Thanks, Lauren. That’s what I thought. To learn more about Lauren Anderson’s fabulous FBI career, listen to FBI Retired Case File Review Episode 156: Lauren Anderson – Casablanca Bombings, Paris LEGAT.

One last party-pooper comment. The bomb tech’s superhero-like handling of the IED was mindboggling. No evacuation of the hospital? Her FBI training should have had her clearing the area, using bomb detection canines, putting on protective gear, and utilizing remote equipment before attempting to render safe the device. To learn how a real FBI Bomb Tech would handle a bomb crime scene, listen to FBI Retired Case File Review Episode 086: Kevin Miles – Master Bomb Technician, Khobar Towers Attack.

Why am I so serious about a TV show providing accurate information about the FBI? It’s only a TV show. Why does it matter? Because most audience members will never meet an agent in real life. They learn about the FBI and law enforcement in general from watching their favorite crime shows. Using creative license to increase the entertainment value is understandable, but things get shaky when FBI roles and responsibilities are totally fabricated.

I’ll be back next week, keeping it real.

(Disclaimer: If you are watching FBI simply to be entertained, don’t read this review. I’m here to educate and provide a reality check for those who want to learn about the real FBI. My reality checks should not be confused with criticism. I like this show and believe that it’s a powerful promo for the real FBI. I’m excited that a new generation is watching and perhaps deciding they want to be FBI agents when they grow up. Attempting to create an accurate portrayal of an FBI investigation is an impossible task if the investigation must be solved within less than an hour. Corners must be cut, and creative license must be used to move matters along quickly. I get it. I really do. However, to counteract the “CSI Effect” this sometimes creates, I’m going to, respectfully, point out a few issues.)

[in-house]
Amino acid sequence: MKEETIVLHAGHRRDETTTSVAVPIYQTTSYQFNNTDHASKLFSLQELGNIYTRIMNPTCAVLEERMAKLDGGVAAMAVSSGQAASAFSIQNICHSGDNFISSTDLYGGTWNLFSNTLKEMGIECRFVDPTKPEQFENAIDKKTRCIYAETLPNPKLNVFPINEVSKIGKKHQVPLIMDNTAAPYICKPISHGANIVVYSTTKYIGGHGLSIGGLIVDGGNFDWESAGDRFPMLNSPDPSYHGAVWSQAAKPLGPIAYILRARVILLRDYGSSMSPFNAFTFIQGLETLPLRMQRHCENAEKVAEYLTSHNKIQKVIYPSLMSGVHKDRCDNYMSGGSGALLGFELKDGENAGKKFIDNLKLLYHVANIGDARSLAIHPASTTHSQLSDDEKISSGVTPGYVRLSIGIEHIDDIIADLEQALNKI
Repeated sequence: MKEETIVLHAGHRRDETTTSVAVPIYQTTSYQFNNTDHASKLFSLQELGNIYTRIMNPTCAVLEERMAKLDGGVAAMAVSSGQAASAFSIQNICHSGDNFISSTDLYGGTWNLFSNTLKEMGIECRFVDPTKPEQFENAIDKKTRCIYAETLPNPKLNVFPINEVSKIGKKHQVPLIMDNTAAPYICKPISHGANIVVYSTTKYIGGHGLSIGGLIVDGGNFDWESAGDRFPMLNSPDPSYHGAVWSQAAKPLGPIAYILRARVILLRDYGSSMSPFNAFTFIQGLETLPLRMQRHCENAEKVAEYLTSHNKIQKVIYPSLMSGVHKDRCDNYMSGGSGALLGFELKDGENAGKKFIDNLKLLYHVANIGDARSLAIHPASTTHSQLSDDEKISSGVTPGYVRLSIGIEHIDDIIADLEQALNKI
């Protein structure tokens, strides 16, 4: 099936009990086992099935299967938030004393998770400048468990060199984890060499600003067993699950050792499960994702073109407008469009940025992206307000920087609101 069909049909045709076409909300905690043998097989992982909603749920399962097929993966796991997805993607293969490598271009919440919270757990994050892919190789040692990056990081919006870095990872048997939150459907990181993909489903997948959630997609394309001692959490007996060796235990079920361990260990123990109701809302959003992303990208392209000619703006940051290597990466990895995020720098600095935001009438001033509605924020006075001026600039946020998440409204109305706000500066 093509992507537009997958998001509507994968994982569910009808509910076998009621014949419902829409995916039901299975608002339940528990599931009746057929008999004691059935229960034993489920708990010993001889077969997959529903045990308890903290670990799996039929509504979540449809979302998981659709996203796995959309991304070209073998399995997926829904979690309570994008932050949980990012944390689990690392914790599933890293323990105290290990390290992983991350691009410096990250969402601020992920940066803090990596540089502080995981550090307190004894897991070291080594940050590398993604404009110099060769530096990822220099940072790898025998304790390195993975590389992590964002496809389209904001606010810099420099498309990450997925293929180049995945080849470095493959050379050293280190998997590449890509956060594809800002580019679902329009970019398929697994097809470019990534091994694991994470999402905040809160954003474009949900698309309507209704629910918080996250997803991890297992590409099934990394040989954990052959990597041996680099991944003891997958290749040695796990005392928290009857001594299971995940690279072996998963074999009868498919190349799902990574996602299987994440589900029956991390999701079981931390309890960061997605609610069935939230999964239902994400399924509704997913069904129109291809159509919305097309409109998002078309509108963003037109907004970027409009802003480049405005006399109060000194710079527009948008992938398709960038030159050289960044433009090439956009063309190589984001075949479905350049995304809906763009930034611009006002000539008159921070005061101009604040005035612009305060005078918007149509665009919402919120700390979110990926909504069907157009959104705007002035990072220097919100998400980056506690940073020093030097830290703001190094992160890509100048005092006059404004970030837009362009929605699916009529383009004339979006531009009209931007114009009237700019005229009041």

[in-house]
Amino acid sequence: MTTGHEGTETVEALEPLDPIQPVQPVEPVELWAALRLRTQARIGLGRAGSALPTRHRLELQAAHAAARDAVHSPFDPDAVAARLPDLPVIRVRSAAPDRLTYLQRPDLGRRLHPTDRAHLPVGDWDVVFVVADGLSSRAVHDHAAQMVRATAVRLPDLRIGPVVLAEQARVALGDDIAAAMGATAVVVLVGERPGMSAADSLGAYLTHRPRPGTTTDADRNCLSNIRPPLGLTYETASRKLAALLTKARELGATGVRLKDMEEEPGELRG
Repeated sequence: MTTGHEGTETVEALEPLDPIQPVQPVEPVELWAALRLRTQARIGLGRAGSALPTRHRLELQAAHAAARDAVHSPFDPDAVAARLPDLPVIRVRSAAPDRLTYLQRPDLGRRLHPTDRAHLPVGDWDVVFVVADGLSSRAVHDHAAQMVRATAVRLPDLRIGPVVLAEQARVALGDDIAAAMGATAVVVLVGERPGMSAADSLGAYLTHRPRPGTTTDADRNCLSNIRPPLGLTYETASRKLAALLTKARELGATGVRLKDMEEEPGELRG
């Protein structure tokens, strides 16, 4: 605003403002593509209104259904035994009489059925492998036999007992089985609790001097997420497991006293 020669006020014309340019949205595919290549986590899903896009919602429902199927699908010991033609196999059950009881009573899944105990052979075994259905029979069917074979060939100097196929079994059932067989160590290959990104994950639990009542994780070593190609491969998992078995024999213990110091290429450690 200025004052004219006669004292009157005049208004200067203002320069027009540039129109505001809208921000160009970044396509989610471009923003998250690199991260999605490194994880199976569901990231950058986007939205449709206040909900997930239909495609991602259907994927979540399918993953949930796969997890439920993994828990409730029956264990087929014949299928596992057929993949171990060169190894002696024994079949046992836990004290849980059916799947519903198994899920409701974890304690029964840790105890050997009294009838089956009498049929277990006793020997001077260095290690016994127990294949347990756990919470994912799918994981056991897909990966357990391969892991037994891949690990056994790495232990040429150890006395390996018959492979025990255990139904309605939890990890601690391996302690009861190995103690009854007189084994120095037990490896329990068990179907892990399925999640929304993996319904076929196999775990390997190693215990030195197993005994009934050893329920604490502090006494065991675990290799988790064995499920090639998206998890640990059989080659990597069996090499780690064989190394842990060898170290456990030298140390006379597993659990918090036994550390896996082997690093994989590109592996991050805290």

Join my Reader Team to get the FBI Reality Checklist, and discover 20 clichés and misconceptions about FBI in books, TV, and movies.

Jerri Williams

View posts by Jerri Williams
Jerri Williams, a retired FBI agent, author and podcaster, attempts to relive her glory days by writing crime fiction and hosting FBI Retired Case File Review, a true crime podcast available for free subscription on Apple Podcast, Google Podcast, Spotify, and other popular podcast apps. Her nonfiction book FBI Myths and Misconceptions: A Manual for Armchair Detectives and her FBI corruption squad police procedural series featuring Special Agent Kari Wheeler are available wherever books are sold.